Scottish Opera

The Burning Fiery Furnace by Benjamin Britten

Fri 21 Sept 8pm

St Mary's Parish Church, Haddington

Scottish Opera

Duration approx. 1 hour 20 mins

£35, £30, £25, £17.50

Half price concession for children and students in full time education on £25 and £17.50 prices

Venue | How to get there | Accessibility

The Burning Fiery Furnace

Nebuchadnezzar
Astrologer/Abbot
Ananias
Misael
Azarias

Director
Conductor

In this major festival event, Scottish Opera makes its Lammermuir Festival debut with a new semi-staging of the second of Britten’s intensely dramatic and atmospheric ‘church parables’. Ideally presented in Haddington’s great mediaeval church of St Mary and scored for solo singers, chorus and instrumental ensemble, The Burning Fiery Furnace tells the biblical story of Nebuchadnezzar and the three Israelites thrown into a furnace for refusing to worship the king. But God saves them, the voice of an angel joining them in a ‘Benedicite’.

Reviewing “this dazzling score” after the opera’s 1966 premiere the critic John Warrack compared it with its predecessor Curlew River, saying that Britten here “finds more room for colour and incident” and “a gain in richness and humanity. The scoring expands . . . most thrillingly in a Babylonian march of stamping pagan violence around the church, in the flickering sting of the fire music, in the lash of the added range of percussion. But the most haunting sound is again vocal – that of the clear treble that pierces the texture to make the [angel’s] voice in the furnace.”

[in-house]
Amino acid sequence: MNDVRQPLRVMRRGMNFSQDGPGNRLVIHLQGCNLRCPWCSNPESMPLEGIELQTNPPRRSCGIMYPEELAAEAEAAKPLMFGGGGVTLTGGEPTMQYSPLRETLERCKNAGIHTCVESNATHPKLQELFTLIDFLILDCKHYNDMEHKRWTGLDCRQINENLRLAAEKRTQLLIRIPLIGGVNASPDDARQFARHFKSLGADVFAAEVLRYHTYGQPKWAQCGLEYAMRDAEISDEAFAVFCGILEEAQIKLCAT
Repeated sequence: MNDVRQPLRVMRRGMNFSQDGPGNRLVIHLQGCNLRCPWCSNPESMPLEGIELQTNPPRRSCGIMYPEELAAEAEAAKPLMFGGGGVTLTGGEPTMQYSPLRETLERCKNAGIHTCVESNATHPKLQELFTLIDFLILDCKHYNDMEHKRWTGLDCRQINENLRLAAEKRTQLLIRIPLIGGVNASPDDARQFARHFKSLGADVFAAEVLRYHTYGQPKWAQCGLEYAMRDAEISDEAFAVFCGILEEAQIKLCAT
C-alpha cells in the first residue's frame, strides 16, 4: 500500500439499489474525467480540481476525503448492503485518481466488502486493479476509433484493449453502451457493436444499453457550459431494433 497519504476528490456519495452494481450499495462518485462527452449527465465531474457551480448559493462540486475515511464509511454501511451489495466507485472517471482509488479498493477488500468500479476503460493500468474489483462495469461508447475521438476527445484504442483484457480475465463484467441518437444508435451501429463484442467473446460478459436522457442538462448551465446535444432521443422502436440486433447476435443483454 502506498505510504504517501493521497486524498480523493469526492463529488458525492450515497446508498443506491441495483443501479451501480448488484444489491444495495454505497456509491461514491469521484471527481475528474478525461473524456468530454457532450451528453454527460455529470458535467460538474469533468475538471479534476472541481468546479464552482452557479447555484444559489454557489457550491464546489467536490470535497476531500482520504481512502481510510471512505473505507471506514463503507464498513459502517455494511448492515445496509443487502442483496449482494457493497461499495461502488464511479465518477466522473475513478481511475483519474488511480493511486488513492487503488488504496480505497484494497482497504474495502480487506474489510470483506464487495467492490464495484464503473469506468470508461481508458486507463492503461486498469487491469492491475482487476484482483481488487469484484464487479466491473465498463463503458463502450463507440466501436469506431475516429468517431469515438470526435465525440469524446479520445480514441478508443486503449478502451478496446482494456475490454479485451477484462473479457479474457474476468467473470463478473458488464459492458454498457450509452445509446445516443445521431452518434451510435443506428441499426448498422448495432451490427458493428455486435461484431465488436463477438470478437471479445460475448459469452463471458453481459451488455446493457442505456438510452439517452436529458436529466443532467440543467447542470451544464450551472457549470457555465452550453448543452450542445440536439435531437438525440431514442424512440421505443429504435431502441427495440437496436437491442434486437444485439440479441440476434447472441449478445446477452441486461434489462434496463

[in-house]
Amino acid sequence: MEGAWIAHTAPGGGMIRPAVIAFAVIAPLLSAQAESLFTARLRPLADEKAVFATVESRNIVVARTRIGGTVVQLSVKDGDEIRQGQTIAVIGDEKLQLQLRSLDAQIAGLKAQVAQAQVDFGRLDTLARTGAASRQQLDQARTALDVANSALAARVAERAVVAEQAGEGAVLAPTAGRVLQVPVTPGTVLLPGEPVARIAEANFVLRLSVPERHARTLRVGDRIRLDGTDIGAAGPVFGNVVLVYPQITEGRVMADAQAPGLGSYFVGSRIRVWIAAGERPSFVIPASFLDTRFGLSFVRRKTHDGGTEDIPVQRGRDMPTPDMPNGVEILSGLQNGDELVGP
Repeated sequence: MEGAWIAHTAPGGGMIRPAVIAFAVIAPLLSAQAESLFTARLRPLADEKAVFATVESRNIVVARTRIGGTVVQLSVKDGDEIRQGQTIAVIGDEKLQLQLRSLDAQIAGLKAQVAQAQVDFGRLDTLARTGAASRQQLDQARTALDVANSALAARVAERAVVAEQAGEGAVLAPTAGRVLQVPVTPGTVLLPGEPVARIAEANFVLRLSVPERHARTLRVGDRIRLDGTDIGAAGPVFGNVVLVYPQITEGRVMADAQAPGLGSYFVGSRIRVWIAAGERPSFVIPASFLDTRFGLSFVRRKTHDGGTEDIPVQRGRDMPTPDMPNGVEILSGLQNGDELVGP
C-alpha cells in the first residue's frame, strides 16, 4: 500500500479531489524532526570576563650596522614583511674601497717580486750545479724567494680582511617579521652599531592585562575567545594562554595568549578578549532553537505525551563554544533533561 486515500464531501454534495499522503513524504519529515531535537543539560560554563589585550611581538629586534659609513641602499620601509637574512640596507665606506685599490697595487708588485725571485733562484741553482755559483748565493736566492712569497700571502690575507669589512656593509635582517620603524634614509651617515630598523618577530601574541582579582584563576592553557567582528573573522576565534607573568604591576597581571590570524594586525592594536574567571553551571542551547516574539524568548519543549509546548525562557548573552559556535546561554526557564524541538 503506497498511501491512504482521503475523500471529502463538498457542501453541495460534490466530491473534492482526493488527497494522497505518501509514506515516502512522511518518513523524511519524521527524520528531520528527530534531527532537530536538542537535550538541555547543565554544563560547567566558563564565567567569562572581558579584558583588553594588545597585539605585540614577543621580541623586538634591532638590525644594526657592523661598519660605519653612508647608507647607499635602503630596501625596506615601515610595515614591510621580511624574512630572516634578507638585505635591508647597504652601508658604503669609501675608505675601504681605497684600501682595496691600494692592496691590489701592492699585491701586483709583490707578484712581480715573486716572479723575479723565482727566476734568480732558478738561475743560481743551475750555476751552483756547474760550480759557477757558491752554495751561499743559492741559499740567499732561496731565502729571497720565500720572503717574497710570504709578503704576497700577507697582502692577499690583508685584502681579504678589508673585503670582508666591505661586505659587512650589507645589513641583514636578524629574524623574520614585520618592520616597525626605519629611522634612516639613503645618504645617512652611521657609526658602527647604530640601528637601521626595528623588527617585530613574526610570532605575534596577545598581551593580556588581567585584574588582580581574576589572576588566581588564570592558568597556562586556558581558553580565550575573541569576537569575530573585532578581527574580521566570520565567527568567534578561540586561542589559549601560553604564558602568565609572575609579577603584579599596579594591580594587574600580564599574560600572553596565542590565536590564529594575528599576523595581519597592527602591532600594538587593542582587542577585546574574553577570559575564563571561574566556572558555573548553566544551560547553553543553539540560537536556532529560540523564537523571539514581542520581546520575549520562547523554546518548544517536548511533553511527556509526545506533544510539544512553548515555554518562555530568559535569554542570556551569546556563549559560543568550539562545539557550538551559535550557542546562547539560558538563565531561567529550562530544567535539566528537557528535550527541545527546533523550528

Seating Plan

See ticket prices for St. Mary’s Parish Church, Haddington below. For tickets, please call the box office on 0131 473 2000.

St. Mary’s Parish Church, Haddington

The Collegiate Church of St Mary the Virgin is one of the great ecclesiastical buildings of mediaeval Scotland, founded in 1380 and known for centuries as "The Lamp of Lothian".

It was severely damaged in the 16th Century during Henry VIII's 'Rough Wooing' of Scotland, and after the Reformation only the nave was used as a parish church, with the choir and tower remaining roofless.

It was finally restored to its former glory in the 1970s, and is Scotland's longest church as well as one of its most beautiful, with a wonderfully warm, resonant acoustic.

St. Mary’s Parish Church, Haddington

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